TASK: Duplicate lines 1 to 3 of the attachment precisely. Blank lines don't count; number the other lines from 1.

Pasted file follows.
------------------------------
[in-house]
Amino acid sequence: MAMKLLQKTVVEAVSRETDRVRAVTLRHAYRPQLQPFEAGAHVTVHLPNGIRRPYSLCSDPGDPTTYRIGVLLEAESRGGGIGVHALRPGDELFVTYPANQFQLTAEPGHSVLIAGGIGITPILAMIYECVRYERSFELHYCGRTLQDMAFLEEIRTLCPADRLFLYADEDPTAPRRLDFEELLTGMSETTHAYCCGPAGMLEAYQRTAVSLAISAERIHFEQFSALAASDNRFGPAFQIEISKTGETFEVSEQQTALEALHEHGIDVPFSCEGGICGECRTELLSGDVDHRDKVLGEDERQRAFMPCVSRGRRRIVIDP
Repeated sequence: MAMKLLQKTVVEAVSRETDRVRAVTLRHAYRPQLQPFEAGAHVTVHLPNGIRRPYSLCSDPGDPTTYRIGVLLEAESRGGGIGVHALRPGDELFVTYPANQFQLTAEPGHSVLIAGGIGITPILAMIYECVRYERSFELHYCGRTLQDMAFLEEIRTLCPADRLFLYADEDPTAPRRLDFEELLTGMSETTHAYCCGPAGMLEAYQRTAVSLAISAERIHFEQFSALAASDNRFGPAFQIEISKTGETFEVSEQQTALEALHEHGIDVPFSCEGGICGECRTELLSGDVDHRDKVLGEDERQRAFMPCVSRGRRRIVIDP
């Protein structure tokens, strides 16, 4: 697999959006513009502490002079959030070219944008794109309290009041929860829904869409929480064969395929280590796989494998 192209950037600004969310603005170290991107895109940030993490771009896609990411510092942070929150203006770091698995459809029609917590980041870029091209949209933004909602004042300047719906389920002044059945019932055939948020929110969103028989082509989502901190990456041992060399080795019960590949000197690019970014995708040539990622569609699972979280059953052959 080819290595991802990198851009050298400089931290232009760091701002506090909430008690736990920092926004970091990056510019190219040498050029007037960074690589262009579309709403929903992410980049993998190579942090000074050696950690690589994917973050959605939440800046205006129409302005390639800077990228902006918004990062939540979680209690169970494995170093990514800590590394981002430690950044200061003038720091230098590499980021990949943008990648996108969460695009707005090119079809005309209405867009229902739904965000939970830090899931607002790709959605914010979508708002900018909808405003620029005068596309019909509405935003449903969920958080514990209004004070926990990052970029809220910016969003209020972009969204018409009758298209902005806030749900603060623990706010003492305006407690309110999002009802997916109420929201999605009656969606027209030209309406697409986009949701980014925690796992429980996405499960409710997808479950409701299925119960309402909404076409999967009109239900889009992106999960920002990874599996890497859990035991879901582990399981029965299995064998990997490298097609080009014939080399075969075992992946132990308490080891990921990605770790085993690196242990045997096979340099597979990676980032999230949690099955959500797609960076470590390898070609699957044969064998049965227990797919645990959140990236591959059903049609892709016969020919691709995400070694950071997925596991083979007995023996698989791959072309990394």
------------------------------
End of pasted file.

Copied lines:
[in-house]
Amino acid sequence: MAMKLLQKTVVEAVSRETDRVRAVTLRHAYRPQLQPFEAGAHVTVHLPNGIRRPYSLCSDPGDPTTYRIGVLLEAESRGGGIGVHALRPGDELFVTYPANQFQLTAEPGHSVLIAGGIGITPILAMIYECVRYERSFELHYCGRTLQDMAFLEEIRTLCPADRLFLYADEDPTAPRRLDFEELLTGMSETTHAYCCGPAGMLEAYQRTAVSLAISAERIHFEQFSALAASDNRFGPAFQIEISKTGETFEVSEQQTALEALHEHGIDVPFSCEGGICGECRTELLSGDVDHRDKVLGEDERQRAFMPCVSRGRRRIVIDP
Repeated sequence: MAMKLLQKTVVEAVSRETDRVRAVTLRHAYRPQLQPFEAGAHVTVHLPNGIRRPYSLCSDPGDPTTYRIGVLLEAESRGGGIGVHALRPGDELFVTYPANQFQLTAEPGHSVLIAGGIGITPILAMIYECVRYERSFELHYCGRTLQDMAFLEEIRTLCPADRLFLYADEDPTAPRRLDFEELLTGMSETTHAYCCGPAGMLEAYQRTAVSLAISAERIHFEQFSALAASDNRFGPAFQIEISKTGETFEVSEQQTALEALHEHGIDVPFSCEGGICGECRTELLSGDVDHRDKVLGEDERQRAFMPCVSRGRRRIVIDP